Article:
Friday, September 03, 2004

The bigger picture

Predictably, JustLeft accuses me of "losing sight of the bigger picture" over my post attacking Phil Goff. I guess it depends on whether you think the "bigger picture" is all about the Labour Party - or about advancing the progressive values for which it purportedly stands.

Phil Goff's record as Minister of Justice speaks for itself. At every turn he has done his utmost to compete with National and ACT to be ever more vindictive, merciless, and "tougher" towards criminals. He has increased sentences, proposed chemical castration for sex offenders, shifted the burden of proof in asset forfeiture to "guilty until proven innocent", introduced majority verdicts on juries to make gaining a conviction easier, and repeatedly opposed any compensation for those mistreated by the state on the grounds that criminals are scumbags - even in the most egregious circumstances. These are not liberal or progressive positions, and they are not worthy of our support. And thanks to MMP, we don't have to support them.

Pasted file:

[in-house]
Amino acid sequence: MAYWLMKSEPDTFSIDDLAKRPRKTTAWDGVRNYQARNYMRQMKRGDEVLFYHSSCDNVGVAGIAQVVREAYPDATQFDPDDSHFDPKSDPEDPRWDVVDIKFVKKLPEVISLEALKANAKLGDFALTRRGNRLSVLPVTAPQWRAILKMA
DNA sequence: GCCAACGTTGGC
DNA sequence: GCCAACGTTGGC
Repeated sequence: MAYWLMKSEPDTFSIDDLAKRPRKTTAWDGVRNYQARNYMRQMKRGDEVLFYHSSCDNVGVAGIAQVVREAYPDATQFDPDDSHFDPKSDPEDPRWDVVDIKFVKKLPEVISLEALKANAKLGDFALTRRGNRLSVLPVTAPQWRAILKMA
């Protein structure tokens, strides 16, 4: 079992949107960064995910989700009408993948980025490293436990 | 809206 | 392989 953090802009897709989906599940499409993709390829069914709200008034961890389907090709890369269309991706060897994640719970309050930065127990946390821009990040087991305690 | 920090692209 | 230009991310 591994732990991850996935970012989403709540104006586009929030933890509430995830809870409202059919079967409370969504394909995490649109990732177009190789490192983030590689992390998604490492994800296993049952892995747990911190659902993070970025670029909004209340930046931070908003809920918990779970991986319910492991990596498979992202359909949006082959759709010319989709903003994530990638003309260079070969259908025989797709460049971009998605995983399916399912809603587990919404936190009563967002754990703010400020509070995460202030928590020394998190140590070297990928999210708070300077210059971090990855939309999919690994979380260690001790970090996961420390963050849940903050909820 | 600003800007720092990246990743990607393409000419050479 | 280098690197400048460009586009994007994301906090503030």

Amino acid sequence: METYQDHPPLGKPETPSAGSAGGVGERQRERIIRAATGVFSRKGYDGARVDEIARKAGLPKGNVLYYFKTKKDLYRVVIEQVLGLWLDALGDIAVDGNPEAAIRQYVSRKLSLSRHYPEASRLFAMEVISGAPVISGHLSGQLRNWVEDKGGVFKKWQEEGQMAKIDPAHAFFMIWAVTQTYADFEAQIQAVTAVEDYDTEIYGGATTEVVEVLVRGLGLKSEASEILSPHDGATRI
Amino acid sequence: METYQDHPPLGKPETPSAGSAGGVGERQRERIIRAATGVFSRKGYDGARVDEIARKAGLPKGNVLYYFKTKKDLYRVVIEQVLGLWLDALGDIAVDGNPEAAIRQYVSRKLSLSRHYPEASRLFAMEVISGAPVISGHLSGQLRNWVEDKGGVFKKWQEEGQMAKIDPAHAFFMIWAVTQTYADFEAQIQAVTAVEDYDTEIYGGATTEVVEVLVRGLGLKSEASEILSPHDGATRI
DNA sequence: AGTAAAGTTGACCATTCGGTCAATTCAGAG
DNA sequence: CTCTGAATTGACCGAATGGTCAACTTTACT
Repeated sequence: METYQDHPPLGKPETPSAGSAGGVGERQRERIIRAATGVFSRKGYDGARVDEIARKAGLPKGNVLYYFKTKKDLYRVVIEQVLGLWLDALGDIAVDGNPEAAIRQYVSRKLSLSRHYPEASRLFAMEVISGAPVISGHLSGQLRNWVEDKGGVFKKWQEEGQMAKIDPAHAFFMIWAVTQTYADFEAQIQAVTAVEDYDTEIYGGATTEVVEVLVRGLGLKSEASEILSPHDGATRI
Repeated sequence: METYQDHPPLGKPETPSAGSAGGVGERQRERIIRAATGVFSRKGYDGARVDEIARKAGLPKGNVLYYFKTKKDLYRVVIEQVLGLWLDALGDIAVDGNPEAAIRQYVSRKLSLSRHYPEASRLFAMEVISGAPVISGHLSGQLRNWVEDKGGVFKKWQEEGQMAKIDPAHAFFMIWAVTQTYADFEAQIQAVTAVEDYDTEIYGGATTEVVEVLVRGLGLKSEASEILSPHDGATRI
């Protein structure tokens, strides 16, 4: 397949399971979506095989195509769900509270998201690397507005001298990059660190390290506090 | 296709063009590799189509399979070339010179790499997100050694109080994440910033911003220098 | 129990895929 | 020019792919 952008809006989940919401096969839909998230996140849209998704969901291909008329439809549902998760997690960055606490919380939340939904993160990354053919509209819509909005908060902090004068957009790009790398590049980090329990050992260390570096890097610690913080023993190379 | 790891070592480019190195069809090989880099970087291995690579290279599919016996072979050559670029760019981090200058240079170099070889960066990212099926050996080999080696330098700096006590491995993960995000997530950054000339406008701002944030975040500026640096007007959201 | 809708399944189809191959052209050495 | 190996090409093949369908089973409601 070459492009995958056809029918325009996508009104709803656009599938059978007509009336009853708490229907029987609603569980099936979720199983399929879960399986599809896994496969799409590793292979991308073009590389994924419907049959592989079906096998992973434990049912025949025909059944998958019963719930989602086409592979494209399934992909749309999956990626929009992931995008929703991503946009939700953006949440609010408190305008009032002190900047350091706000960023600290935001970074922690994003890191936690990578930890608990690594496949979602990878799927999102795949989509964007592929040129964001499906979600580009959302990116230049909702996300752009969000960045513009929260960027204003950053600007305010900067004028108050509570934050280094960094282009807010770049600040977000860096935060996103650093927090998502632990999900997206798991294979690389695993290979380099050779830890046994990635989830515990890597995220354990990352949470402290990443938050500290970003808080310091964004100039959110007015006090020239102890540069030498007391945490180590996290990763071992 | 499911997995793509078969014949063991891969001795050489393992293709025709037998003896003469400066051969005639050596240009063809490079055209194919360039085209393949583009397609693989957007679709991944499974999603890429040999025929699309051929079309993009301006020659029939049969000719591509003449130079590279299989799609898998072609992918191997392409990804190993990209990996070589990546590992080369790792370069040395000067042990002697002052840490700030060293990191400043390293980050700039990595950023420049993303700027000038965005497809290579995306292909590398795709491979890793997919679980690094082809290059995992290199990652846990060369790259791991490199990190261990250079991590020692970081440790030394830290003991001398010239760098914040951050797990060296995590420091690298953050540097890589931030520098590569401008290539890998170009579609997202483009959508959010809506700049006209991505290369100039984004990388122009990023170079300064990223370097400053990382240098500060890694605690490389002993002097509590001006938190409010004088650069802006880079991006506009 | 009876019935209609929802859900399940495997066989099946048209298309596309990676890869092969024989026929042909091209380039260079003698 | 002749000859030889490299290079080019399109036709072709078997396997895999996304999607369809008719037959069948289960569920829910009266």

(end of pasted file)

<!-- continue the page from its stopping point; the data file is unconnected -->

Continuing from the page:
Contrary to JustLeft's implication, you can take a principled stand on human rights without risking a National-party government. Both of Labour's "wing parties" take human rights seriously; both have repeatedly expressed their opposition to Goff's excesses. Voting for them rather than Labour will shift the balance of power within the left, and increase their ability to restrain Goff's authoritarian impulses. Because it's quite clear that his fellow Labour MPs, despite their impressive individual records on human rights issues, are unwilling or unable to do it themselves.

As for the "bigger picture": it is not about the Labour Party or its internal membership; it is about us, the voters, and how we can best advance our values. Labour is simply a vehicle for doing this, to be judged on its effectiveness, and it is not the only one. We - and they - should keep that in mind.